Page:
This page: 'Mero jivana cha...' 'Dum-a- dumaru' He who knows none knows everyone 'Namami bhakta...'
The Teachings of Sri Tirtha Lal Mahanandhar
Pashupatinath Temple, Kathmandu
Sri Tirtha Lal was in the habit of composing a song in praise of Lord Shiva for the occasion of Shivaratri* each year. Traditionally, the family and friends would gather at a spot in the woodland near the temple of Pashupati (Lord of Beings – an epithet of Lord Shiva Mahadev) to celebrate the day with food, teaching and song. Sometimes the words were in Sanskrit, sometimes Nepali, and maybe Hindi.
*Maha Shivaratri is an annual festival dedicated to the Hindu god Shiva ... unlike most Hindu festivals which include expression of cultural revelry, the Maha Shivaratri is a solemn event notable for its introspective focus, fasting, meditation on Shiva, self study, social harmony and an all night vigil at Shiva temples.
... Shiva is also worshipped as the Adi Guru (first teacher) from whom the divine wisdom originates. [Wkipedia]
Unfortunately, I have lost my notebook that contained many of these songs together with their English translation and there are some that I am still trying to piece together from my own or others' memory. The first song below is only the chorus or refrain that began the song and then followed each of the verses - which I have sadly forgotten. It is in Nepali, so apologies for my English transliteration which may not be so accurate.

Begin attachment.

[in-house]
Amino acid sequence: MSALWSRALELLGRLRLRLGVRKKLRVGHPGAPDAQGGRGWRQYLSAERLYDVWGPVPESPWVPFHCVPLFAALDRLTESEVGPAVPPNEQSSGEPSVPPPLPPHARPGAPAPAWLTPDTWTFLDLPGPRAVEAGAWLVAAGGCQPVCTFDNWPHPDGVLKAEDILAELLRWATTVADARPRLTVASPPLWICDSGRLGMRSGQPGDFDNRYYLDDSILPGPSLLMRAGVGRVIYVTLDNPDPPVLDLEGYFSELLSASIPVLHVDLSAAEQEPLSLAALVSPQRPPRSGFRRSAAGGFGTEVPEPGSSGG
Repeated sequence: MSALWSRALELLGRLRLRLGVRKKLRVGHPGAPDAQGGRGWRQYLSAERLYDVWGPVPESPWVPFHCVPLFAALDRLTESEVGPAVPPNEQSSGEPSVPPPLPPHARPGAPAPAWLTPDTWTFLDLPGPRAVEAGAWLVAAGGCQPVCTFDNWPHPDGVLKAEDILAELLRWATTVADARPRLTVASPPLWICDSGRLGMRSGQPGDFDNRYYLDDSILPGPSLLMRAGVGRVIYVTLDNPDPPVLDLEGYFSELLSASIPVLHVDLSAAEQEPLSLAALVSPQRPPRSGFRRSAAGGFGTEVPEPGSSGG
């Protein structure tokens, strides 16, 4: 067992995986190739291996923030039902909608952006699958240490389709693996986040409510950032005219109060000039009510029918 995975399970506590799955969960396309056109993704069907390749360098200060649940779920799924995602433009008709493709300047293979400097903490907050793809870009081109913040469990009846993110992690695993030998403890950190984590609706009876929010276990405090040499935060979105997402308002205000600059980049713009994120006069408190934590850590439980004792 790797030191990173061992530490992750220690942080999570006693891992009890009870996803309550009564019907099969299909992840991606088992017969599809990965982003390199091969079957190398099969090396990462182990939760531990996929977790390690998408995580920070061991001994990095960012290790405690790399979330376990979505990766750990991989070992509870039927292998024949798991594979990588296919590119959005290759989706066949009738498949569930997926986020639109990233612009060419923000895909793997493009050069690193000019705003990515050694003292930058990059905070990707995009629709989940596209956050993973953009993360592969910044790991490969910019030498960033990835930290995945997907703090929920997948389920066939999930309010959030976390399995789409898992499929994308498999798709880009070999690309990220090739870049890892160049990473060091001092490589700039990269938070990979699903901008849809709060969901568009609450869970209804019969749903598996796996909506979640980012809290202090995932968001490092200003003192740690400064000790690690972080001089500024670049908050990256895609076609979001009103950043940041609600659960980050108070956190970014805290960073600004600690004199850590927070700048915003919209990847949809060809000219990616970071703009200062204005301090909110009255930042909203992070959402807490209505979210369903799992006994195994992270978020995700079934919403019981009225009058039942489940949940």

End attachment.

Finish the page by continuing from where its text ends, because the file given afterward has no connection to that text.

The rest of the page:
Mero jivana cha...
Mero jivana cha maja dhar
My life is stranded in midstream
Shankara* garilon beda par.
O Shankar please take me across.
Kaiyon ma justa bawavicha dube,
So many like me are drowning here
kaiyon puge usapar,
Yet so many reached the other shore,
Baba, chainan koi udhar.
O Father, I have no other help.
* a name of Lord Shiva
Lord Shiva's image on the rooftop of TL's house
The following song (which is complete) was written for the Shivaratri of 16 February 1977. The words are Nepali and are evocative of the sound and rhythm of the 'dumaru', a small 2-sided drum that Shiva plays, and I have tried to write the Nepali words phonetically in such a way that you might be able to get a sense of this sound...
"Dum - a - Dumaru"
Shivaratri, 16 February 1977 -Tape transcription
Only one thing, you know, we have to change. One, one atom. It is not necessary that we have to change this whole atmosphere - no. Blast one atom, you know, and everything will be blasted – the whole atmosphere will be changed. If it is hot now, that will turn into cold; and if that is cold, it will be turned into heat.
So one thing - we have to understand one thing, and God - He also is one alone. Although He looks to be many, in different forms He is there, no, but He alone is there. So understand alone. The moment you will understand that One alone, you will understand everything.
But if you try to understand a lot of other things, then you will not know anything. Therefore, first understand one thing. That is why I have requested you people, you know, to sit in one way, to have one deity, everything one way - one, one, one - because He is one, so it should be one first.